Reluctant witnesses testify in child-shooting case

March 30, 2010|By Tricia Bishop | tricia.bishop@baltsun.com | Baltimore Sun reporter

Two teenage girls who told police that Lamont Davis mistakenly shot 5-year-old Raven Wyatt during a Baltimore street fight last summer were reluctant to repeat those statements in court Tuesday while the defendant and his supporters looked on.

One of the girls changed her story completely, claiming police had pressured her into making a false identification, while the other had to be ordered to answer questions. The judge determined the former teen was lying and threatened the latter with contempt charges if she didn't comply, which she finally did after a long pause, describing Davis, 17, as the person she identified months ago.

The judge ruled that the girls' identifications of Davis as the suspect can be admitted at trial.

Witnesses refusing to cooperate is a regular occurrence in Baltimore City Circuit Court.

Of the half-dozen teens called to court to testify during preliminary hearings Tuesday, none were particularly obliging. One refused to testify, invoking his right to avoid self-incrimination. Another never showed up, leading Baltimore City Circuit Judge Gale E. Rasin to issue a warrant for him. And yet another was given a "pre-trial civility lesson" by the judge to tame her tough attitude.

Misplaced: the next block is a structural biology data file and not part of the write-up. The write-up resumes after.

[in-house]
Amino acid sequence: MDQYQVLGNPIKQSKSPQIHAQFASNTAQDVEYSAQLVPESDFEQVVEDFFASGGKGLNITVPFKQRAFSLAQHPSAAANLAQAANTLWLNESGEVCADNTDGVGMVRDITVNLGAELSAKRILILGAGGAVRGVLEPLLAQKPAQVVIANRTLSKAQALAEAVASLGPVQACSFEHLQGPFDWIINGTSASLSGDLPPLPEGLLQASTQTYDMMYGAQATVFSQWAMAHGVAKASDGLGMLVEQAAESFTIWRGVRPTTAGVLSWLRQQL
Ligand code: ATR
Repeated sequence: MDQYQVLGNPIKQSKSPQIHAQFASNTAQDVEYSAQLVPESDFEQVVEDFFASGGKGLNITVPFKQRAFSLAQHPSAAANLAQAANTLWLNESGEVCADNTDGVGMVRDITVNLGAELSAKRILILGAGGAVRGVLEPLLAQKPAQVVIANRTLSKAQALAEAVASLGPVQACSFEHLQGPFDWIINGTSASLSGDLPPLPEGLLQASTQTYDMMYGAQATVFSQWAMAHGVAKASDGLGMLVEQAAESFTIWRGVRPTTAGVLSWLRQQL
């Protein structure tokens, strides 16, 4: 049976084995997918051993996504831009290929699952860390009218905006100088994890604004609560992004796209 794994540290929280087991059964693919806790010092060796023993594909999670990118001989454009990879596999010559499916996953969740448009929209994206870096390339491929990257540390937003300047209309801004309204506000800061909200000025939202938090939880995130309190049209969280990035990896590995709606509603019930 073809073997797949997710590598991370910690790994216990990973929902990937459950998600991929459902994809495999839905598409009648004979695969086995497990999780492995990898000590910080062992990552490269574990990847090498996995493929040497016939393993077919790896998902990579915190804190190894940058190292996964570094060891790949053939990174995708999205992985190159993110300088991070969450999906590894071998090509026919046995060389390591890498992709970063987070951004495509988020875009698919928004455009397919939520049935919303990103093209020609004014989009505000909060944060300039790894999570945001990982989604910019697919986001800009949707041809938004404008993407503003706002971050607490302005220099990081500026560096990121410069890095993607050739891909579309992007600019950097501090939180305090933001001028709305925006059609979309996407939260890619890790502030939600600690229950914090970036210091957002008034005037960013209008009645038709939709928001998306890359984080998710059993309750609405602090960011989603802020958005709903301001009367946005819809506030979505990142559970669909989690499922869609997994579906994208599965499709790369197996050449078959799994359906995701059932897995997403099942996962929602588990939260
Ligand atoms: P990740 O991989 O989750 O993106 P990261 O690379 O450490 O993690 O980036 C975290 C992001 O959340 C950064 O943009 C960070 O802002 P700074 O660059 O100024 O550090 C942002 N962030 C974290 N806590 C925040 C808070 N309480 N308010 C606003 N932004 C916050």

Even one of the officers had to be calmed down after he "took exception" to a defense attorney's questions. "You do not have the right to take exception," Rasin told him.

Still, lawyers were able to chip away at a long list of motions, which will determine what evidence can be shown to the jury. Already, DNA results showing that Davis cannot be excluded as a suspect are in, as are the earlier identifications of him as a shooter and statements he made to police. Jury selection is expected to begin Wednesday after the pretrial hearings are cleared.

Prosecutors expect the case to expose holes in the juvenile justice system, including whether a $1 million GPS tracking system is a failure. Davis, who has 15 earlier arrests, was in a juvenile GPS monitoring program July 2, when Raven and Tradon Hicks, who turned 18 in January, were shot.

Police claim a fight broke out after Hicks spit in a girl's face and Davis allegedly ran to get a gun. Police say Davis shot Raven while aiming at Hicks, who was also shot. Raven was shot in the head and has been making a steady recovery over the past year.

Hicks appeared in court Tuesday, just as the girl he allegedly spat at was getting that civility lesson -- "basic lessons about how to conduct yourself," Rasin called them.

Hicks admitted he was shot, but added, "I ain't got nothing to say about that incident." When pressed further, he invoked his Fifth Amendment rights. It's likely he will be called again during trial, but this time with a grant of immunity, Rasin said.

The defense says Hicks was actually brawling with another boy, Maurice Powell, who goes by the nickname "Murder."

They plan to introduce statements claiming Powell was the shooter, not Davis. Powell was missing Tuesday, his attorney said. Rasin issued a warrant for him to be brought to court.

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